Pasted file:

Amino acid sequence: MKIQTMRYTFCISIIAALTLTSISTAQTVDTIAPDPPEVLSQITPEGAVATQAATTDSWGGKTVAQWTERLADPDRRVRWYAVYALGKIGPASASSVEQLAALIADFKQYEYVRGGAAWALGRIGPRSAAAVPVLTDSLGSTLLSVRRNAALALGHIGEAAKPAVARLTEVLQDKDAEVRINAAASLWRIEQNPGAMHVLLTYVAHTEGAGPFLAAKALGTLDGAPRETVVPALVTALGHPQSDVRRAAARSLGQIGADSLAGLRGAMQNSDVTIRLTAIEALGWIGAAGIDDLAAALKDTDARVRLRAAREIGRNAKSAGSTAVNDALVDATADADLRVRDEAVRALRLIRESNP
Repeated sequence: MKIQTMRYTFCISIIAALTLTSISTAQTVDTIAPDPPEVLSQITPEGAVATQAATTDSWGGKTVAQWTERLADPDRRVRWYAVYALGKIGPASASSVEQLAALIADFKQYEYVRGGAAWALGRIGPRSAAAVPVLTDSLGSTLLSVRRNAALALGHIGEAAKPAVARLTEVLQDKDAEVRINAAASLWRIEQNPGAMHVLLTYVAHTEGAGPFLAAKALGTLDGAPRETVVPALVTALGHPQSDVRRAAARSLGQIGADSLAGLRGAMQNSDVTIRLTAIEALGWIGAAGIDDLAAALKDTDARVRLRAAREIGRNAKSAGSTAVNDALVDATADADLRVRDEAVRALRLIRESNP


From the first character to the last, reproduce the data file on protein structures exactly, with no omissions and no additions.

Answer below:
Amino acid sequence: MKIQTMRYTFCISIIAALTLTSISTAQTVDTIAPDPPEVLSQITPEGAVATQAATTDSWGGKTVAQWTERLADPDRRVRWYAVYALGKIGPASASSVEQLAALIADFKQYEYVRGGAAWALGRIGPRSAAAVPVLTDSLGSTLLSVRRNAALALGHIGEAAKPAVARLTEVLQDKDAEVRINAAASLWRIEQNPGAMHVLLTYVAHTEGAGPFLAAKALGTLDGAPRETVVPALVTALGHPQSDVRRAAARSLGQIGADSLAGLRGAMQNSDVTIRLTAIEALGWIGAAGIDDLAAALKDTDARVRLRAAREIGRNAKSAGSTAVNDALVDATADADLRVRDEAVRALRLIRESNP
Repeated sequence: MKIQTMRYTFCISIIAALTLTSISTAQTVDTIAPDPPEVLSQITPEGAVATQAATTDSWGGKTVAQWTERLADPDRRVRWYAVYALGKIGPASASSVEQLAALIADFKQYEYVRGGAAWALGRIGPRSAAAVPVLTDSLGSTLLSVRRNAALALGHIGEAAKPAVARLTEVLQDKDAEVRINAAASLWRIEQNPGAMHVLLTYVAHTEGAGPFLAAKALGTLDGAPRETVVPALVTALGHPQSDVRRAAARSLGQIGADSLAGLRGAMQNSDVTIRLTAIEALGWIGAAGIDDLAAALKDTDARVRLRAAREIGRNAKSAGSTAVNDALVDATADADLRVRDEAVRALRLIRESNP